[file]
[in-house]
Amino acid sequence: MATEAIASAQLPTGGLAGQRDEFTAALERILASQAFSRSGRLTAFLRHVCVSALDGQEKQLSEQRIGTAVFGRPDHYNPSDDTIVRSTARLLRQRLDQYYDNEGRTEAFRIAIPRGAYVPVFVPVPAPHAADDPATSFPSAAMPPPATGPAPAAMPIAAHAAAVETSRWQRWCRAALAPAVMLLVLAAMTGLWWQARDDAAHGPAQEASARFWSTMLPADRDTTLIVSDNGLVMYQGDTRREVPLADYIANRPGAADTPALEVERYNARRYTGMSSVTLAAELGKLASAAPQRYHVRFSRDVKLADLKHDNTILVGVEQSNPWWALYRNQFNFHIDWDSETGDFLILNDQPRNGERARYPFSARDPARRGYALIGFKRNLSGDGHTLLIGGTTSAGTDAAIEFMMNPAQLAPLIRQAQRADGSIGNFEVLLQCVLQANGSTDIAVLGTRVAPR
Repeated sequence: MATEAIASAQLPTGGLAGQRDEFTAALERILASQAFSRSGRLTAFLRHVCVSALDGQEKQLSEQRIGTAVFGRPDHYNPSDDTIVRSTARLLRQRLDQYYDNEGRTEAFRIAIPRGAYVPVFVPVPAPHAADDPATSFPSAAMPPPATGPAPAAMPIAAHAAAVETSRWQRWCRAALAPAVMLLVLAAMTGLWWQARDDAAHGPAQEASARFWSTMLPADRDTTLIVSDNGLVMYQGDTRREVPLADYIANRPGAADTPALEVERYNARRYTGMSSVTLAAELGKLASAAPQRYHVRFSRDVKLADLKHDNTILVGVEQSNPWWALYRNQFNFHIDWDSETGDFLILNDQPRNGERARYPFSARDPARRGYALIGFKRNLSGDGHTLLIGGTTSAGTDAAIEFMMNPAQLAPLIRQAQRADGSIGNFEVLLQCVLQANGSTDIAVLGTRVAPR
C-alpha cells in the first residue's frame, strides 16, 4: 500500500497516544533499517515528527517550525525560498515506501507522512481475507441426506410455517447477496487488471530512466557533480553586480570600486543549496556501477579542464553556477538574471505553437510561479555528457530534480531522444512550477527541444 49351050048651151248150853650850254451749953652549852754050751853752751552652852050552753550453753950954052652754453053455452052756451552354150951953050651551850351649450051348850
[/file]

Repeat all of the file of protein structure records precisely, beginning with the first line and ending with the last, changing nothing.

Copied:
[in-house]
Amino acid sequence: MATEAIASAQLPTGGLAGQRDEFTAALERILASQAFSRSGRLTAFLRHVCVSALDGQEKQLSEQRIGTAVFGRPDHYNPSDDTIVRSTARLLRQRLDQYYDNEGRTEAFRIAIPRGAYVPVFVPVPAPHAADDPATSFPSAAMPPPATGPAPAAMPIAAHAAAVETSRWQRWCRAALAPAVMLLVLAAMTGLWWQARDDAAHGPAQEASARFWSTMLPADRDTTLIVSDNGLVMYQGDTRREVPLADYIANRPGAADTPALEVERYNARRYTGMSSVTLAAELGKLASAAPQRYHVRFSRDVKLADLKHDNTILVGVEQSNPWWALYRNQFNFHIDWDSETGDFLILNDQPRNGERARYPFSARDPARRGYALIGFKRNLSGDGHTLLIGGTTSAGTDAAIEFMMNPAQLAPLIRQAQRADGSIGNFEVLLQCVLQANGSTDIAVLGTRVAPR
Repeated sequence: MATEAIASAQLPTGGLAGQRDEFTAALERILASQAFSRSGRLTAFLRHVCVSALDGQEKQLSEQRIGTAVFGRPDHYNPSDDTIVRSTARLLRQRLDQYYDNEGRTEAFRIAIPRGAYVPVFVPVPAPHAADDPATSFPSAAMPPPATGPAPAAMPIAAHAAAVETSRWQRWCRAALAPAVMLLVLAAMTGLWWQARDDAAHGPAQEASARFWSTMLPADRDTTLIVSDNGLVMYQGDTRREVPLADYIANRPGAADTPALEVERYNARRYTGMSSVTLAAELGKLASAAPQRYHVRFSRDVKLADLKHDNTILVGVEQSNPWWALYRNQFNFHIDWDSETGDFLILNDQPRNGERARYPFSARDPARRGYALIGFKRNLSGDGHTLLIGGTTSAGTDAAIEFMMNPAQLAPLIRQAQRADGSIGNFEVLLQCVLQANGSTDIAVLGTRVAPR
C-alpha cells in the first residue's frame, strides 16, 4: 500500500497516544533499517515528527517550525525560498515506501507522512481475507441426506410455517447477496487488471530512466557533480553586480570600486543549496556501477579542464553556477538574471505553437510561479555528457530534480531522444512550477527541444 49351050048651151248150853650850254451749953652549852754050751853752751552652852050552753550453753950954052652754453053455452052756451552354150951953050651551850351649450051348850